The great delta which was formed during Millstone Grit times prepared the way for the very widespread growth of swamp forests in the succeeding period of the Coal Measures. The forests of tree ferns and allied plants, whose remains form the coal seams of the present day, flourished in swampy tracts which have been comp ared by some to the mangrove swamps of the tropics of to-day,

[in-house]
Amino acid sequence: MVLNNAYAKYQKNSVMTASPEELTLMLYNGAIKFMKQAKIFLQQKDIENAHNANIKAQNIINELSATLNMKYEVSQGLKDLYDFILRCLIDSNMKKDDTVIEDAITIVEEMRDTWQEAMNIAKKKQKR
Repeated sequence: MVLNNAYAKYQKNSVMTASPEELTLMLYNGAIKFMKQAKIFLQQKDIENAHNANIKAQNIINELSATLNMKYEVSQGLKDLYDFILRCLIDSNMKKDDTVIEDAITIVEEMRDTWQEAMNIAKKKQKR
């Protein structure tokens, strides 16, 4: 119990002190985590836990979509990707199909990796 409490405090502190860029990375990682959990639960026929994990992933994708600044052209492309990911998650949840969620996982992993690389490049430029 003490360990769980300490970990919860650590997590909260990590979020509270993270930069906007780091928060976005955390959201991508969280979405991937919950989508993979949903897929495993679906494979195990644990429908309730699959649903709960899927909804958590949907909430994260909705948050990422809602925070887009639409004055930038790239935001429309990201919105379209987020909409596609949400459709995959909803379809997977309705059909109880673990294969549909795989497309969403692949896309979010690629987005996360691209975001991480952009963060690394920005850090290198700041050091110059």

nd by others to fresh-water swamp forests such as the extensive Dismal Swamps of the United States in Virginia. Conditions suita ble for the growth of such forests were to be found along the margins of the Scottish land mass as early as Carboniferous Limes tone or Millstone Grit times, but it was not until the deposition of the great Millstone Grit delta that conditions became suitable over the huge area between the Scottish land mass, where now one finds the Scottish Highlands, and that land that existed across the middle of Britain and to which the name of St. George’s Land has been given. There is little doubt that the Coal Measure forests grew over continuous areas from what is now the Scottish border to the Midlands of England, and right across the area where now the Pennine Upland is found. To the south of St. George’s Land, in what is now South Wales, the Forest of Dean, the Bristol area, and right across southern England through east Kent into northern France and Belgium there were similar conditions equally suitable for the growth of forests. It is clear that at intervals the forests were overwhelmed, and indeed entombed, by masses of sand and mud which were brought down by rivers similar in character to those which deposited the Millstone Grit. At other times the slight changes in surface level caused an inrush of the sea, and so in parts of the British Coal Measures there are found thin marine bands. Under most of the British coal seams there are found beds of clay, often with traces of roots, and it would seem that these Coal Measure swamp forests grew in a dark muddy slime, not very different from that in which mangrove swamps grow at the present day. Somet imes this layer of clay underneath the coal seams is of value in that it furnishes fireclay. Occasionally it has become silicified and is important as “ganister.” There is little doubt that the land masses of Coal Measure times had been worn down greatly, in fact almost to sea-level, and towards the close of the period there is evidence that desert conditions prevailed on the neighbouring land masses.